Facebook puts more muscle into fighting misinformation around climate change
Facebook will expand an online center to counter climate misinformation, the company said Thursday, including piloting an information-labeling program in the U.K.
The Facebook-hosted Climate Science Information Center was launched in September in the U.S., U.K., France, and Germany to direct viewers to information on climate change when they searched on the platform. The project was modeled on the platform’s COVID-19 Information Center.
The expansion will bring the center to 16 countries, including Canada, Nigeria, and Brazil, and nine languages, and include sections that debunk common climate misinformation, in collaboration with George Mason University, the Yale Program on Climate Communication, and the University of Cambridge. In countries where the center isn’t yet offered, viewers who search for climate-related topics will be directed to the UN Environment Program’s website, Facebook said.
Facebook has come under increasing fire for allegations that ads promoting climate denial are widespread on the site. In October, a report from InfluenceMap said that climate disinformation ads, some promoting the claim that climate change is a hoax, were viewed 8 million times in the first half of 2020.
Learning from COVID
On Thursday, Robert Traynham, director of policy communications at Facebook, said the company was committed to tackling the spread of climate disinformation.
“One of the biggest lessons we’ve learned from COVID is how powerful our platform really can be in terms of connecting people to accurate expert advice and information during a global crisis,” he said.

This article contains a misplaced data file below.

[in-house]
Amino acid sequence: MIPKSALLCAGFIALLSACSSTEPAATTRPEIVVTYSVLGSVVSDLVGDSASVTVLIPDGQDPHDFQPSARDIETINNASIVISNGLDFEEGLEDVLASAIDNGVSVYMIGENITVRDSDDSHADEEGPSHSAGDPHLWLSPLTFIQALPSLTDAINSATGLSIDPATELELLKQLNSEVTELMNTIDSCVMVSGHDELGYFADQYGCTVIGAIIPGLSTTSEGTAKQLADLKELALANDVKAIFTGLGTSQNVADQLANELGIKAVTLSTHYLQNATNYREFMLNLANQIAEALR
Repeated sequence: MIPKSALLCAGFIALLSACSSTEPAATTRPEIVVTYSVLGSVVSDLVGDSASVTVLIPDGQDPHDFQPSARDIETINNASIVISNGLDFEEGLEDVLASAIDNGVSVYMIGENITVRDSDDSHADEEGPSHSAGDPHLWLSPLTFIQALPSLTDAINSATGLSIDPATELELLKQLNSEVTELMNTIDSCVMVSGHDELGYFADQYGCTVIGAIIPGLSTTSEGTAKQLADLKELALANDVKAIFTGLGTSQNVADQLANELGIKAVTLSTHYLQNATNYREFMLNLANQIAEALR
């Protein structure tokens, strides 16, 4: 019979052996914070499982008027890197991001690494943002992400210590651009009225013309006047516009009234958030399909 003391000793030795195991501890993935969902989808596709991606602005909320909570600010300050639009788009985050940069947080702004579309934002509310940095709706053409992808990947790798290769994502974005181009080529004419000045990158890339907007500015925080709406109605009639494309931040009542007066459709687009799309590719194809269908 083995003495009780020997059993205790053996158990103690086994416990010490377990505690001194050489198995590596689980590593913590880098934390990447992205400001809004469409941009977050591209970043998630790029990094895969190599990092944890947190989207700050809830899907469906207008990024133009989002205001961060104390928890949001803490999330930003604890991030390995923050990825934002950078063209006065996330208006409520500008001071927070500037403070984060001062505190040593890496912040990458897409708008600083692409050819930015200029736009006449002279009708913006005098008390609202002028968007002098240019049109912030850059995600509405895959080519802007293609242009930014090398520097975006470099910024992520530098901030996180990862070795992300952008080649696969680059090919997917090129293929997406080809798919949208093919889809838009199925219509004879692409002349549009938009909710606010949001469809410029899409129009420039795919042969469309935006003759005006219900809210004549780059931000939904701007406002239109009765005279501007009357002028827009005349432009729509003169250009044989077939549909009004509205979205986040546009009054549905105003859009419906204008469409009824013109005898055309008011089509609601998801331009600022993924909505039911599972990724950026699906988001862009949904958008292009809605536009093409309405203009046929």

However, Traynham added, there is a “healthy tension” between evidence-based facts and people’s opinions, and he pointed to Facebook’s network of fact-checking organizations. The company said it does not allow advertisers to run ads that include claims that have been debunked by third-party fact checkers.
Facebook is “really in a unique position to address the issue of misinformation in society,” said Sander van der Linden, a professor of social psychology in society at the University of Cambridge, and one of the collaborators in the center.
“When information is presented, we start by telling people what the facts are, then we explain the fallacies in the misinformation, then once again, people are directed to the facts,” he explained. “It works like a truth sandwich, almost.”
The effort to counter climate misinformation is especially critical ahead of this year’s COP26 conference in Glasgow, which was delayed last year because of the pandemic, said Nancy Groves, digital strategy chief for the UN Environmental Program.
“We cannot do our jobs without social media platforms like Facebook helping get these important messages out and to help surface facts to the top amidst other misinformation and communication online,” she said.
This article has been corrected to reflect that the center is available in 16 countries, 12 of which are newly announced, including Canada.